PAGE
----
Immersive design

The Nintendo “Virtual Boy” was released in the United States in 1995 and discontinued in 1996 — making it the white whale of gaming tech in our little home town. My youngest brother spotted one at a garage sale and traded the sweat of his summer labor for a glimpse into the future. Unfortunately, this future inflicted blinding headaches and a disturbing red image ghosting that lasted long after the experience ended.

According to Nintendo Wikia:

The 3D effects are a result of two 1x224 linear arrays, each one directed to an eye that are presented to the player through oscillating mirrors that cause the Virtual Boy to emit a murmur. The 3D effect can cause trauma in the ocular area (in fact, Nintendo urged parents not to let children under the age of seven to play the system since it had the potential to damage their eyes). Knowing this, Nintendo inserted an option within each Virtual Boy game released that pauses the game every fifteen or thirty minutes.

The Nintendo “Virtual Boy” was released in the United States in 1995 and discontinued in 1996 — making it the white whale of gaming tech in our little home town. My youngest brother spotted one at a garage sale and traded the sweat of his summer labor for a glimpse into the future. Unfortunately, this future inflicted blinding headaches and a disturbing red image ghosting that lasted long after the experience ended.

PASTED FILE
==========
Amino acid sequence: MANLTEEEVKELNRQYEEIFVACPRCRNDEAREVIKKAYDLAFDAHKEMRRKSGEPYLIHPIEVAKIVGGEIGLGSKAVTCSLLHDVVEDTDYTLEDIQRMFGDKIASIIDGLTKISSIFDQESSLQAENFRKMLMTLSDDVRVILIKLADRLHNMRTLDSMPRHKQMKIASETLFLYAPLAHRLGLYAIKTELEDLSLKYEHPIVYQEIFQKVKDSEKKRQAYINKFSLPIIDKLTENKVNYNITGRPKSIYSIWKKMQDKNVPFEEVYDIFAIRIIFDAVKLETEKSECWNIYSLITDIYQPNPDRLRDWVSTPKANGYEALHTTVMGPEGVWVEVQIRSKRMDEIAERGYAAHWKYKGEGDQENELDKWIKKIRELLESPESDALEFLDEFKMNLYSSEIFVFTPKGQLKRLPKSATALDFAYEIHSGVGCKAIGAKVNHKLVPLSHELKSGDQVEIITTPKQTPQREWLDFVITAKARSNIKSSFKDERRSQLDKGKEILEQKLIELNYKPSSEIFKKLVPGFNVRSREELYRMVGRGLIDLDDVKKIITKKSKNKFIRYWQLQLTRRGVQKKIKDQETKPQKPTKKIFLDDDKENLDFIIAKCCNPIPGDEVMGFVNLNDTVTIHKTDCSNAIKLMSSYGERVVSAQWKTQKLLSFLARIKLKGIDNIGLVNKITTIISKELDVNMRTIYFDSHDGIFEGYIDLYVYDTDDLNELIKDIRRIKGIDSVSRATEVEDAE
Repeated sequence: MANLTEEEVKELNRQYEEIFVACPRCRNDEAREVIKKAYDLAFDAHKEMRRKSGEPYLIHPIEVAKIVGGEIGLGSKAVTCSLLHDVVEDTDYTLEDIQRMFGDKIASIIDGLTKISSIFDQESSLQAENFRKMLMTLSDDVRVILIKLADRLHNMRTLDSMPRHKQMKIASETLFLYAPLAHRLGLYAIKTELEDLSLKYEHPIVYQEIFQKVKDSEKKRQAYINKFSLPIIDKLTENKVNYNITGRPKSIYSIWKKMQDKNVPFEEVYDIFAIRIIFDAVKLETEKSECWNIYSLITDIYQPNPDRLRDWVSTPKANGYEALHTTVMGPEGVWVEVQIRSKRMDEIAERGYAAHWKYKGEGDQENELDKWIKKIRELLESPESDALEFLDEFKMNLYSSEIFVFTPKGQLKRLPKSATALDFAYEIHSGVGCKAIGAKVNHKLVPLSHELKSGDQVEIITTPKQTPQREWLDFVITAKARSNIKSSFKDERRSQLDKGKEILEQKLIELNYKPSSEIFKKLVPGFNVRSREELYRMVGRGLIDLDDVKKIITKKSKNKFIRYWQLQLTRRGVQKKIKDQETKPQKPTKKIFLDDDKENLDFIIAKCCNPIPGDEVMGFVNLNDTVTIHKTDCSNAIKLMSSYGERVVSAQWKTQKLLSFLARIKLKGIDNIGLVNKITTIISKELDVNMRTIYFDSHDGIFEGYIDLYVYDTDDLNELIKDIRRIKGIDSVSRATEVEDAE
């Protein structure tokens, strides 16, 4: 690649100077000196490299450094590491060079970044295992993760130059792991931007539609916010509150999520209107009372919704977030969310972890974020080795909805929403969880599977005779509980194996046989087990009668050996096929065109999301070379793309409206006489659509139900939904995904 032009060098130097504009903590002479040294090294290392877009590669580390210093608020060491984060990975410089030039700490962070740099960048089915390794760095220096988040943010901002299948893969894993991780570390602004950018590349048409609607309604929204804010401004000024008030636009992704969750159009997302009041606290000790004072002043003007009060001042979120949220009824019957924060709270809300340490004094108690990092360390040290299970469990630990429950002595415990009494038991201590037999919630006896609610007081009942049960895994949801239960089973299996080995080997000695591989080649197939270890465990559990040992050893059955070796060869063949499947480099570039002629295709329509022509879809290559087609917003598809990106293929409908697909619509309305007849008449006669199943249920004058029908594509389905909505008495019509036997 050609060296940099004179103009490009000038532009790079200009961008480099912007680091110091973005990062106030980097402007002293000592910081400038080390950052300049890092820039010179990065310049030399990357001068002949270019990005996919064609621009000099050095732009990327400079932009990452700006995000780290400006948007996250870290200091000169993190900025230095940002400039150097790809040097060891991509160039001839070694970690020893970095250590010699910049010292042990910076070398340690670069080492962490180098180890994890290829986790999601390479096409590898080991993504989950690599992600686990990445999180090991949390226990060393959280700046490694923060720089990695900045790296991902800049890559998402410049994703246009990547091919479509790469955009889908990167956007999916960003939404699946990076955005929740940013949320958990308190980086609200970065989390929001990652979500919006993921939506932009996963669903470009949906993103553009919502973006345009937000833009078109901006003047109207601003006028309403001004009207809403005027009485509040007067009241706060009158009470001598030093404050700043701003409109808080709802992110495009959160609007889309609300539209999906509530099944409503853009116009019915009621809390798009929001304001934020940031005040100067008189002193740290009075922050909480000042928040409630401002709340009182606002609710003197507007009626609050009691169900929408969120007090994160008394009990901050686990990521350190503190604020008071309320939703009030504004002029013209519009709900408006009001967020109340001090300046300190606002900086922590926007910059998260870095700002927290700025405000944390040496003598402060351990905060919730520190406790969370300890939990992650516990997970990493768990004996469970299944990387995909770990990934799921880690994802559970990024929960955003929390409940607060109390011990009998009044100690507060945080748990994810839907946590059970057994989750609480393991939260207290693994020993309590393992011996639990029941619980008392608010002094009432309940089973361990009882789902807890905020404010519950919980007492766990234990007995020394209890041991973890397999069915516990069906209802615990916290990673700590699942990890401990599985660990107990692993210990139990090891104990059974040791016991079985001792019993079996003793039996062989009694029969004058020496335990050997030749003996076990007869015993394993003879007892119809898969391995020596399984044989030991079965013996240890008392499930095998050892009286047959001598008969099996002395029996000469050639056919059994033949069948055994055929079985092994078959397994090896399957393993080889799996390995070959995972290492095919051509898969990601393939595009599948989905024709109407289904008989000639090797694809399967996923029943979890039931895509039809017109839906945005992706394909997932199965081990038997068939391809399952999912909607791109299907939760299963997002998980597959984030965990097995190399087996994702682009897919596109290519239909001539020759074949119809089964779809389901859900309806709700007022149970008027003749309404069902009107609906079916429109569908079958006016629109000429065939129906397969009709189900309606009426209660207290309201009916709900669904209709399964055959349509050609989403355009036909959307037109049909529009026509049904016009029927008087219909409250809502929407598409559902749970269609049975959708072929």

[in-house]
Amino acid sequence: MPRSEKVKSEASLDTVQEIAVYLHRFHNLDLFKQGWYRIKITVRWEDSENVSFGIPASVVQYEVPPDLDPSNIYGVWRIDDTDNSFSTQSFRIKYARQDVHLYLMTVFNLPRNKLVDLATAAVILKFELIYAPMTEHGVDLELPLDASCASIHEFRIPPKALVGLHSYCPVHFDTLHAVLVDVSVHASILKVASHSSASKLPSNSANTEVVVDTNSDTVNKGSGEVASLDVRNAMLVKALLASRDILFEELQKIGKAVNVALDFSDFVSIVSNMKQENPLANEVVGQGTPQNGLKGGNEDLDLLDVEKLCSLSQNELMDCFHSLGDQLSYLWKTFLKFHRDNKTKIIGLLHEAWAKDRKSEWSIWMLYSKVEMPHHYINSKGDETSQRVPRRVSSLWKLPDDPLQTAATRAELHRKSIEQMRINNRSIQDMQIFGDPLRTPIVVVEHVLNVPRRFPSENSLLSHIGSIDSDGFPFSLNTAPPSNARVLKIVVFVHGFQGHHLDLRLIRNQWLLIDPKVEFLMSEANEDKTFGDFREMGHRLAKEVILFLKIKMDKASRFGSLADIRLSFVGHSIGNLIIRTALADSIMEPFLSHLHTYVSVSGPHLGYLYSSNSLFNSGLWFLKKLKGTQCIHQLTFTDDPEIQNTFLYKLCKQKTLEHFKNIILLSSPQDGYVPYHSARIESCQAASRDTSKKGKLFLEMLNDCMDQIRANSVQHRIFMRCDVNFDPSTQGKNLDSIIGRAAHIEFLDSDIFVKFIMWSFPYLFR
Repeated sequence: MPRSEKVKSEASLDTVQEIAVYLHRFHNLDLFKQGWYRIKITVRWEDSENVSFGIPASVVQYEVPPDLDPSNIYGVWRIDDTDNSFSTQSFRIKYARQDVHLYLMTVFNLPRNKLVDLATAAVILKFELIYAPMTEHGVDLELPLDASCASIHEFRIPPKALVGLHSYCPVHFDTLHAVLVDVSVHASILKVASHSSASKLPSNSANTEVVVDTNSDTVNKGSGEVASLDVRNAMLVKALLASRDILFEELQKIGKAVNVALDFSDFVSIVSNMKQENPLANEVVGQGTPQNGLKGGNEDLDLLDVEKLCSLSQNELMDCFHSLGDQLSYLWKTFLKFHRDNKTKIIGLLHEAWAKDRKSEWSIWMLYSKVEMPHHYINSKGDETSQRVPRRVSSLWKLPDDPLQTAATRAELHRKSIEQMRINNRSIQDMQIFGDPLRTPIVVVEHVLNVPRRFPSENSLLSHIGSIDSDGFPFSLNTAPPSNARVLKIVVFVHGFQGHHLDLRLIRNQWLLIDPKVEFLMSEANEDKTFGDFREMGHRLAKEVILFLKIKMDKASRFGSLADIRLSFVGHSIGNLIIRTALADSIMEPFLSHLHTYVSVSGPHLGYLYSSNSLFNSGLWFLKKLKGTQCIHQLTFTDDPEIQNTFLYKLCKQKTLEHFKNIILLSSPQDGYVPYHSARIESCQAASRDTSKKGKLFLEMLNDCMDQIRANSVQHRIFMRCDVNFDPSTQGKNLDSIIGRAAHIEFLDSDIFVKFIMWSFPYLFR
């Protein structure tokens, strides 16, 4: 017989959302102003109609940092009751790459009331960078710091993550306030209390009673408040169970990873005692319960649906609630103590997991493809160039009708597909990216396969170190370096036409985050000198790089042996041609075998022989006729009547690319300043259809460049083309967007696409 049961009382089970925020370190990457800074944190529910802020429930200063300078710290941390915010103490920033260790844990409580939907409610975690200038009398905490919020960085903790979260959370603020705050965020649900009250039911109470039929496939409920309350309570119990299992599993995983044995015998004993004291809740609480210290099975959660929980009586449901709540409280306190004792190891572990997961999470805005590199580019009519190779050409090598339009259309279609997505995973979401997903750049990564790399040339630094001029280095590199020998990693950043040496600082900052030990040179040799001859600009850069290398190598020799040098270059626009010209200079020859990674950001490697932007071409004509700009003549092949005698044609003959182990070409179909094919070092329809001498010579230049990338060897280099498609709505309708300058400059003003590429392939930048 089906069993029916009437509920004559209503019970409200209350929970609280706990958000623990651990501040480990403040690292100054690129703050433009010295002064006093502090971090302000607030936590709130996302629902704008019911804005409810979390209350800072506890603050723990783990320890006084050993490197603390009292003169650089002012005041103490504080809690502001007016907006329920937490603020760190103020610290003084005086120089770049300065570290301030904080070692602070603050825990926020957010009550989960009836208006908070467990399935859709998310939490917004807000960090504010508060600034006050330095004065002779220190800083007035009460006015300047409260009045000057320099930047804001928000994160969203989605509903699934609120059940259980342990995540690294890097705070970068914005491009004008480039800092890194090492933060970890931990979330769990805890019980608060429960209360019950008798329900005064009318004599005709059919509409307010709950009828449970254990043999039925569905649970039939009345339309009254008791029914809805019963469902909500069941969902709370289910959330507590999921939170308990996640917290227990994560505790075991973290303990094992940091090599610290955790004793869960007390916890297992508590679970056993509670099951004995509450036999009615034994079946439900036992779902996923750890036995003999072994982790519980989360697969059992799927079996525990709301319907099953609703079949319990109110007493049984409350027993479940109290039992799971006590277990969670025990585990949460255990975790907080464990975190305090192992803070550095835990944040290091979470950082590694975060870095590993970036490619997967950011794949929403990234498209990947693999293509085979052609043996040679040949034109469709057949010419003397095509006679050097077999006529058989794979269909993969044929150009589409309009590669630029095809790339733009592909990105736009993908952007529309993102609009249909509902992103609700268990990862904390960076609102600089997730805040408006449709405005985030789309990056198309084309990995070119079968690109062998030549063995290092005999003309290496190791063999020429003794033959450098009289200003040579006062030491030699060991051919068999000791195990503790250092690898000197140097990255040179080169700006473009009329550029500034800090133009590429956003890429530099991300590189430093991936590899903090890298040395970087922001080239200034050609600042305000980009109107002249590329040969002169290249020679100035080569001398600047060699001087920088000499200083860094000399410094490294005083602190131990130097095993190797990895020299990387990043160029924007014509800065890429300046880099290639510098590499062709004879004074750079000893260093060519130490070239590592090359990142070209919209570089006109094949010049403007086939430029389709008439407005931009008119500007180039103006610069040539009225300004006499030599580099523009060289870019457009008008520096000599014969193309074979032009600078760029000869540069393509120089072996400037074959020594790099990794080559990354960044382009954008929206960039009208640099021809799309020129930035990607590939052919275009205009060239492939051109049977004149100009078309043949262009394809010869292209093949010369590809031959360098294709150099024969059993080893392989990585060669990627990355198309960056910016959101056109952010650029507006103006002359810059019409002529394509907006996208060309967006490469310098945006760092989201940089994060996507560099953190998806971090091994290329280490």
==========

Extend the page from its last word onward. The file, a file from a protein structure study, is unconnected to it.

According to Nintendo Wikia:

The 3D effects are a result of two 1x224 linear arrays, each one directed to an eye that are presented to the player through oscillating mirrors that cause the Virtual Boy to emit a murmur. The 3D effect can cause trauma in the ocular area (in fact, Nintendo urged parents not to let children under the age of seven to play the system since it had the potential to damage their eyes). Knowing this, Nintendo inserted an option within each Virtual Boy game released that pauses the game every fifteen or thirty minutes.

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